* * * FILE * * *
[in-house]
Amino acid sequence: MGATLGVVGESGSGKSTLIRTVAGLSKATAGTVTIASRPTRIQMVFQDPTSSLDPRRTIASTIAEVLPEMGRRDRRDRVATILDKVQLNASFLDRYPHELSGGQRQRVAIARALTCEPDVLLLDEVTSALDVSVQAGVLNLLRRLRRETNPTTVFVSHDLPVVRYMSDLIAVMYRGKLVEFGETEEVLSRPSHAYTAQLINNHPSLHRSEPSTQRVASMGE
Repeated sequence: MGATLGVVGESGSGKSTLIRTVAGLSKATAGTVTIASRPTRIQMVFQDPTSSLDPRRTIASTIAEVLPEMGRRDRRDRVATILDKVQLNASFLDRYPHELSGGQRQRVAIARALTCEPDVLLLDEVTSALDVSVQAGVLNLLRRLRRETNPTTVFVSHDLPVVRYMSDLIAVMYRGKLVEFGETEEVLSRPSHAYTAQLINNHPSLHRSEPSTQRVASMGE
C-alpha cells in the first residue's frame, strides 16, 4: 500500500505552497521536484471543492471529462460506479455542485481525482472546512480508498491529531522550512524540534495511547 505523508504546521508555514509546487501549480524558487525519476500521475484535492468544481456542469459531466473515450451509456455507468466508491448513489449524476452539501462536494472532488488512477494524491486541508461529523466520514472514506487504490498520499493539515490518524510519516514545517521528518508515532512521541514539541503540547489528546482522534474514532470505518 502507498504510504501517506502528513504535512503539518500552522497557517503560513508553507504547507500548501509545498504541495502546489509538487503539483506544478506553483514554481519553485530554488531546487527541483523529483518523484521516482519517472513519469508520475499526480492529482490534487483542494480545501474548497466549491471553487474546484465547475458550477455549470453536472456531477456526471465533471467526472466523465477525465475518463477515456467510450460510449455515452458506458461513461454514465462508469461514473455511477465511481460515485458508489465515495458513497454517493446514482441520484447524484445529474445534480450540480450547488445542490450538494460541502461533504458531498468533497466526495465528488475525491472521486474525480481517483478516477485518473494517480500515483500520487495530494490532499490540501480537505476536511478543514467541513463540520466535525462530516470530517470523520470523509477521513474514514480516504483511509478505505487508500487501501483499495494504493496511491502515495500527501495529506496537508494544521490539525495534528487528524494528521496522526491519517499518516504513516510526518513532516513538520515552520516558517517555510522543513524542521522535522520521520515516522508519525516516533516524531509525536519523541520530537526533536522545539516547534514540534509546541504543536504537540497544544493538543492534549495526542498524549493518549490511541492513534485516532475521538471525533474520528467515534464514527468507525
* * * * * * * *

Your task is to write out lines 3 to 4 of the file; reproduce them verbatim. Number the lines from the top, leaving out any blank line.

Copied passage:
Repeated sequence: MGATLGVVGESGSGKSTLIRTVAGLSKATAGTVTIASRPTRIQMVFQDPTSSLDPRRTIASTIAEVLPEMGRRDRRDRVATILDKVQLNASFLDRYPHELSGGQRQRVAIARALTCEPDVLLLDEVTSALDVSVQAGVLNLLRRLRRETNPTTVFVSHDLPVVRYMSDLIAVMYRGKLVEFGETEEVLSRPSHAYTAQLINNHPSLHRSEPSTQRVASMGE
C-alpha cells in the first residue's frame, strides 16, 4: 500500500505552497521536484471543492471529462460506479455542485481525482472546512480508498491529531522550512524540534495511547 505523508504546521508555514509546487501549480524558487525519476500521475484535492468544481456542469459531466473515450451509456455507468466508491448513489449524476452539501462536494472532488488512477494524491486541508461529523466520514472514506487504490498520499493539515490518524510519516514545517521528518508515532512521541514539541503540547489528546482522534474514532470505518 502507498504510504501517506502528513504535512503539518500552522497557517503560513508553507504547507500548501509545498504541495502546489509538487503539483506544478506553483514554481519553485530554488531546487527541483523529483518523484521516482519517472513519469508520475499526480492529482490534487483542494480545501474548497466549491471553487474546484465547475458550477455549470453536472456531477456526471465533471467526472466523465477525465475518463477515456467510450460510449455515452458506458461513461454514465462508469461514473455511477465511481460515485458508489465515495458513497454517493446514482441520484447524484445529474445534480450540480450547488445542490450538494460541502461533504458531498468533497466526495465528488475525491472521486474525480481517483478516477485518473494517480500515483500520487495530494490532499490540501480537505476536511478543514467541513463540520466535525462530516470530517470523520470523509477521513474514514480516504483511509478505505487508500487501501483499495494504493496511491502515495500527501495529506496537508494544521490539525495534528487528524494528521496522526491519517499518516504513516510526518513532516513538520515552520516558517517555510522543513524542521522535522520521520515516522508519525516516533516524531509525536519523541520530537526533536522545539516547534514540534509546541504543536504537540497544544493538543492534549495526542498524549493518549490511541492513534485516532475521538471525533474520528467515534464514527468507525